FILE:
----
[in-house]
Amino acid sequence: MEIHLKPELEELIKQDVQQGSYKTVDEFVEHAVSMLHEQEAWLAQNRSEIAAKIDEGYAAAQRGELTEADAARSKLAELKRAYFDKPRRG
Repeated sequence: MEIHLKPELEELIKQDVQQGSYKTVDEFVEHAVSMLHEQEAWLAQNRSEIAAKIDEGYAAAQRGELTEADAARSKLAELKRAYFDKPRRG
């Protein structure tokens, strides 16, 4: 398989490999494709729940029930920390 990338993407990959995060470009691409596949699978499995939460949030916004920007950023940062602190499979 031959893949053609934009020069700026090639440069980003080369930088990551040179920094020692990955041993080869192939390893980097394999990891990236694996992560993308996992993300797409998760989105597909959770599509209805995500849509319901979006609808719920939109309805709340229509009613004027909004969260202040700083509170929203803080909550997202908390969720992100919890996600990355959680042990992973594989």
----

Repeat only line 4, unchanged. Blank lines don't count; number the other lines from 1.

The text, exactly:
């Protein structure tokens, strides 16, 4: 398989490999494709729940029930920390 990338993407990959995060470009691409596949699978499995939460949030916004920007950023940062602190499979 031959893949053609934009020069700026090639440069980003080369930088990551040179920094020692990955041993080869192939390893980097394999990891990236694996992560993308996992993300797409998760989105597909959770599509209805995500849509319901979006609808719920939109309805709340229509009613004027909004969260202040700083509170929203803080909550997202908390969720992100919890996600990355959680042990992973594989």